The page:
Obviously you will need to know how to read some sort of music if you want to play guitar, especially if you plan on using GLI. There are two types of music to use when it comes to playing the guitar. One is the old school type of notation, and the other is called tablature. Many guitarists use tablature because it is very easy to read, but you should know that there are several downfalls to using tablature.
Because tablature consists of numbers and lines, it leaves out the importance of seeing chord shapes in musical form. Also, since tablature is only used by guitarists, it makes it very difficult for guitarists to communicate with other musicians like those who play piano and wind instruments. Tablature also leaves out the rhythms of the notes to play, so unless you know how the song goes, tablature may be useless to you.
Throughout the lessons in GLI, there will be music examples to help you learn. Don’t worry, our examples will consist of both guitar tablature and music notation. But first, you have to know how to read both of them. Lets start with tablature, or tab for short.
This is the first example of the music you will see on GLI. The top half is music notation and the bottom half is what we are focused on in this lesson: tab. Tab can easily be recognized by the lines and numbers it contains. There are other things beside numbers and lines on tab, you will need to know what they mean as well. This example shows us some of the most used symbols in tab music. There are 6 lines: the bottom line represents the bottom string on the guitar. The top lines represent the top and highest string on the guitar, and the numbers tell which fret to use.
This example can be divided up into sections called measures. Each vertical line shows the end and start of a new measure. All the GLI examples will have measure numbers on top of the examples in red. Measure 1 starts right atthe numerical symbol 1, and ends at the symbol 2. So, this example has two whole measures and a snippet of measure 3, but there aren’t any notes in that measure. But how do we know when a measure is complete?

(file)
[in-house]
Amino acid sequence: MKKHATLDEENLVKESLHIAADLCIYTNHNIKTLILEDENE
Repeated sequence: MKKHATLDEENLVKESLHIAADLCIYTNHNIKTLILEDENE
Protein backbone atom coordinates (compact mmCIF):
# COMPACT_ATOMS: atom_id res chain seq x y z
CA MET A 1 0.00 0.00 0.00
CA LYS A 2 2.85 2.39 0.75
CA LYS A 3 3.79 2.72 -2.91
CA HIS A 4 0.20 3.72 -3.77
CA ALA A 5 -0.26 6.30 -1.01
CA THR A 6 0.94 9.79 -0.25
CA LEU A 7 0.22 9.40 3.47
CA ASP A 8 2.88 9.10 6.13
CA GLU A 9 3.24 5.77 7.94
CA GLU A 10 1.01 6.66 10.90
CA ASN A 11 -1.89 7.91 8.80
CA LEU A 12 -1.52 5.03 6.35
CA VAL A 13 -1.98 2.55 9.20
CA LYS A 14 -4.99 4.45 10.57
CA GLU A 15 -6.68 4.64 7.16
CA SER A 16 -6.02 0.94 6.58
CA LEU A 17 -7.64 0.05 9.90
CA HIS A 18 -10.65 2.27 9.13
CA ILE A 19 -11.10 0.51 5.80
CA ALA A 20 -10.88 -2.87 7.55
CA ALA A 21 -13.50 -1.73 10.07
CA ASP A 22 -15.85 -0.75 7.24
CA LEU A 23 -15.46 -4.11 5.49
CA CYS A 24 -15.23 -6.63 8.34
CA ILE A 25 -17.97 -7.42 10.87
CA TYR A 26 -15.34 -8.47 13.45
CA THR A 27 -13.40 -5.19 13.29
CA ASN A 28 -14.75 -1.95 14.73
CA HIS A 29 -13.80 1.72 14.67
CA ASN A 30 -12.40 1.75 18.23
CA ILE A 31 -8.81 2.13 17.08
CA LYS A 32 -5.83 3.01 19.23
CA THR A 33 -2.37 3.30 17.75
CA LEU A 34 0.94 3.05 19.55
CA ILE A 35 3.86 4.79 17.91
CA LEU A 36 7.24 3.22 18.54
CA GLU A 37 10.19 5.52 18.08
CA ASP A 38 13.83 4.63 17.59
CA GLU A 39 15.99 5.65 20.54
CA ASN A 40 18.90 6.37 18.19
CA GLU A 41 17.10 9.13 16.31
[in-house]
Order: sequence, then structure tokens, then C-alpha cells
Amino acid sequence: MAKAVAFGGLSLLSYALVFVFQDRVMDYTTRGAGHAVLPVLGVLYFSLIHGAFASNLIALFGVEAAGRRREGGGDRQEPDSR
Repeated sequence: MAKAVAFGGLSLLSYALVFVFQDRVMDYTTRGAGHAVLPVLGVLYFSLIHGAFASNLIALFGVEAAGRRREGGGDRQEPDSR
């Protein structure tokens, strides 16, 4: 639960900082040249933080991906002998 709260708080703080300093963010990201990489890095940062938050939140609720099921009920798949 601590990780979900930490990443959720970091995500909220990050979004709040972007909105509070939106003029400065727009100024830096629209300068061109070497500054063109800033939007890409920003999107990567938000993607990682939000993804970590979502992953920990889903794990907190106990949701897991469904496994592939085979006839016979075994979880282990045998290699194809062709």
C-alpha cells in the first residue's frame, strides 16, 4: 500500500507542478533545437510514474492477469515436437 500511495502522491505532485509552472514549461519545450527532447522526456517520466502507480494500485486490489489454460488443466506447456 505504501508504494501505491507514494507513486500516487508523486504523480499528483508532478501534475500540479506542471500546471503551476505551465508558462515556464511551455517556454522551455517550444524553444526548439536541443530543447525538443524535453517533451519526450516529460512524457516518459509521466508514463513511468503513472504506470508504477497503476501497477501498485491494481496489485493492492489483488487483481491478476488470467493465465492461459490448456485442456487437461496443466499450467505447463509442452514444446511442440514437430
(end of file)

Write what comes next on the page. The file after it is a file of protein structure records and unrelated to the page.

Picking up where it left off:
The next thing we need to know is called time signature. The time signature will tell us how many notes can fit into a measure before a new measure starts. Sometimes tablature will tell what the time signature is and sometimes it will not. In GLI there will always be notation music above the tablature, so you can always look there to find the time signature. It will be two numbers on top of each other, like a 4 over another 4. This is called 4-4 time and is the most common time signature in music. The bottom number signifies what note will get the beat, and the top number shows how many of those notes are in a measure. Different numbers stand for different notes and time signatures, but to start with, we will stick to 4/4 time. There will be a lesson all about time signatures later on.
Other than numbers, there are various symbols that come with tablature. In our example we can divide the measures up into four beats: the first note, second note, third and fourth notes are all beats of the measure. The first two beats, numbers 3 and 5 are just plain notes. In the first measure, beats 3 and 4, or numbers 2 and 5, have a slanted and curved line between them. The curved line is common in all notation music. This simply means to slur the notes together, or don’t re-articulate them. So instead of plucking both notes, you would only pluck the first one. The slanted line means to slide your finger up from the first note to the second. If you’re looking to impress, this is called a glissando, but we are guitar players… just stick with calling it a ‘slide.’
When you see numbers stacked on top of each other, it means to play them all at the same time, also called a chord. Measure 2, beat 1 is a C chord. When there are Xs it means to mute the strings. Mute the strings by putting your fingers over them so they don’t vibrate. Do not push them down so much that they are being fretted. This will make a chucking sound.
The next symbol is the slur. Instead of sliding, pluck the first note, and then fret the next note without plucking it again. This is shown in beats 3 and 4 of measure 2. This will produce the same style sound as the slide, but you won’t hear the note in the middle.
At first this should feel like a ton of information. Like any new hobby or skill you learn, everything you read at first will seem very confusing and complicated. Make sure you watch the videos as well as the forum. There are many people you can discuss music with... it is only there to help you! www.guitarlessoninsider.com/forum